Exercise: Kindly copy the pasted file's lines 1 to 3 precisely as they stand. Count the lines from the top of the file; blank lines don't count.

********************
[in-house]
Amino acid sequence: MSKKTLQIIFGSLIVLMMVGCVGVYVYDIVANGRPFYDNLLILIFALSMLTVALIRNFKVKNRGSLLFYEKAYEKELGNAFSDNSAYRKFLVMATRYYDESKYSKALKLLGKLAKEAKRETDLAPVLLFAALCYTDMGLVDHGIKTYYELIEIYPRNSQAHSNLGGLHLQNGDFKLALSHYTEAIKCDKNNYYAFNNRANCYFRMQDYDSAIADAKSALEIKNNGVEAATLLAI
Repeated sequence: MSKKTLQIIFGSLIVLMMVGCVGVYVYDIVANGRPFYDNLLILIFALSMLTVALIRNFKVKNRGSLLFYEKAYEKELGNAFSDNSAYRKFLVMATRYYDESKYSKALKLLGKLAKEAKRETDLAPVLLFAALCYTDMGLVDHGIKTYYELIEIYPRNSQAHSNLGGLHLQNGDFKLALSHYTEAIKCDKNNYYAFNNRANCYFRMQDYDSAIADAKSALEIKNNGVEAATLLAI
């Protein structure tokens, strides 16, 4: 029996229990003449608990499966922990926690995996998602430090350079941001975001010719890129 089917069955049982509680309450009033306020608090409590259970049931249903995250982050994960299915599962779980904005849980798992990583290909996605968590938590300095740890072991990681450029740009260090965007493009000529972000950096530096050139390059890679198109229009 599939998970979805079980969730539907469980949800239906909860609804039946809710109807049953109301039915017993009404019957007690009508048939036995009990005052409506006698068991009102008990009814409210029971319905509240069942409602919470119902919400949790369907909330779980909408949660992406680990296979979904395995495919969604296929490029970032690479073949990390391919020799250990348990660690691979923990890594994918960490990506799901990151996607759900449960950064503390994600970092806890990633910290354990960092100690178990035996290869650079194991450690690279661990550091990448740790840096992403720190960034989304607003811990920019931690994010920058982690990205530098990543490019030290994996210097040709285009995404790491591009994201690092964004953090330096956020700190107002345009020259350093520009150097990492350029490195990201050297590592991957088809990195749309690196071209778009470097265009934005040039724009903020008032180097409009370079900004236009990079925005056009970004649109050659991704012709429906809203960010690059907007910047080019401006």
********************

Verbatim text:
[in-house]
Amino acid sequence: MSKKTLQIIFGSLIVLMMVGCVGVYVYDIVANGRPFYDNLLILIFALSMLTVALIRNFKVKNRGSLLFYEKAYEKELGNAFSDNSAYRKFLVMATRYYDESKYSKALKLLGKLAKEAKRETDLAPVLLFAALCYTDMGLVDHGIKTYYELIEIYPRNSQAHSNLGGLHLQNGDFKLALSHYTEAIKCDKNNYYAFNNRANCYFRMQDYDSAIADAKSALEIKNNGVEAATLLAI
Repeated sequence: MSKKTLQIIFGSLIVLMMVGCVGVYVYDIVANGRPFYDNLLILIFALSMLTVALIRNFKVKNRGSLLFYEKAYEKELGNAFSDNSAYRKFLVMATRYYDESKYSKALKLLGKLAKEAKRETDLAPVLLFAALCYTDMGLVDHGIKTYYELIEIYPRNSQAHSNLGGLHLQNGDFKLALSHYTEAIKCDKNNYYAFNNRANCYFRMQDYDSAIADAKSALEIKNNGVEAATLLAI